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April 25, 2018

Keeping your cat or dog inside your home might not be feasible for you. Whether someone in your family has allergies or you moved to a smaller house, you may need to keep your pets outdoors for the majority of the time.

So what can you do to ensure your outdoor pet stays safe and loved?

1. Give them a home.

Even though your pet is housed outdoors, they should have all the same comforts they would have inside. This includes a bed, water, food, warmth, and shelter.

Your outdoor pet should have an enclosed space of her own. This should include four walls and a door. Make sure the door is the right size to allow only your pet in (while deterring other animals from making a home).

Include a   bowl of fresh water and food, which you should replace periodically. Don’t be afraid to provide your dog or cat with a little more water and food than you think necessary, especially in colder months.

Fluff up their home with outdoor blankets and pillows to keep them warm and cozy. However, note that blankets and pillows can get wet, so you may want to instead use hay in wetter months.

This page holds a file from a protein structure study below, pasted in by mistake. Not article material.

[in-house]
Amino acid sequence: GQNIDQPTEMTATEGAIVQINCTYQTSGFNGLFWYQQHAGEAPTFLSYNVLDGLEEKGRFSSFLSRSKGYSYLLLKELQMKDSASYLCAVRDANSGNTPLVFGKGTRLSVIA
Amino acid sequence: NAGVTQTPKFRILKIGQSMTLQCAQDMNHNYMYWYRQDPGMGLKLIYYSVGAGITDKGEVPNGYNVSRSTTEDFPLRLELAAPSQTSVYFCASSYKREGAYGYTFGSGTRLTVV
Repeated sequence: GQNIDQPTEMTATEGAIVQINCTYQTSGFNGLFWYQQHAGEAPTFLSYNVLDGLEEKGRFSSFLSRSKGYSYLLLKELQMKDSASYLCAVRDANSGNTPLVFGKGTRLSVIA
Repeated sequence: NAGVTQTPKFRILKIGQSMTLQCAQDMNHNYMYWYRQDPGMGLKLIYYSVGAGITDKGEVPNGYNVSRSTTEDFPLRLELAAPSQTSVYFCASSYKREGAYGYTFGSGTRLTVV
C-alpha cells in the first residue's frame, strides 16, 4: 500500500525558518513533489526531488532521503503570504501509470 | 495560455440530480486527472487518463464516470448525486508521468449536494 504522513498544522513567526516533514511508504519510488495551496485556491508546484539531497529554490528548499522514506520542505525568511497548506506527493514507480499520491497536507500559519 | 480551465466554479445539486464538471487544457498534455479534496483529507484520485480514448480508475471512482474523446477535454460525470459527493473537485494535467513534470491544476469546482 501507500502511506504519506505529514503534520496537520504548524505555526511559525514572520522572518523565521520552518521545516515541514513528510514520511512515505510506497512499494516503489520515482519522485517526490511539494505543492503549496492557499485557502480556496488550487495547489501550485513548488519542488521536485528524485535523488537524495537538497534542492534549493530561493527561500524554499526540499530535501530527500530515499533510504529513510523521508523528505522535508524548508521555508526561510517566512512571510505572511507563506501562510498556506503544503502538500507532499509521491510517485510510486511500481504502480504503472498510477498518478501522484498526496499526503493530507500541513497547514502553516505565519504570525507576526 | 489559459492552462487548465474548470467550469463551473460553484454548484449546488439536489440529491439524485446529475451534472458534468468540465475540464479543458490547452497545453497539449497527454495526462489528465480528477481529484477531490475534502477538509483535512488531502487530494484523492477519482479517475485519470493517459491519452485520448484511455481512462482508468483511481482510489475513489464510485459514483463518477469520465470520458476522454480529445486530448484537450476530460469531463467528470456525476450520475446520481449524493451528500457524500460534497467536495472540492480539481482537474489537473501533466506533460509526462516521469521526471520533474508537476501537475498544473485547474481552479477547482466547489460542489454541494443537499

The house itself shouldn’t be too large. Smaller houses can actually make your pet feel more comfortable and secure. It can also help circulate their body heat better, which is important for added comfort in the fall and winter months.

2. Provide light.

Dogs and cats don’t usually get scared of the dark. However, you may want to install a motion-detector light near your pet’s outdoor home. This will help them feel and act safely when housed outside.

The light will automatically turn on with movement. This can alert your sleeping pet if there is another animal or danger in the nearby vicinity. The light can also allow you to quickly recognize if your animal is walking around at night.

How To Keep Outdoor Pets Safe pug in wooden dog house

3. Get the chip.

A microchip is the best way to keep track of your pet if they wander off or get out of their enclosed space. Most humane societies will microchip an adopted animal, so be sure to discuss this feature when purchasing a pet. You should also keep your personal information updated with local shelters, so they can contact you if they find your lost animal.

Your pet should also be collared with ID tags for easy identification. You might also want to nose print your dog. No two dog nose prints are the same, so this is a surefire way to make sure the dog you bring home is   your  dog!

4. Groom appropriately.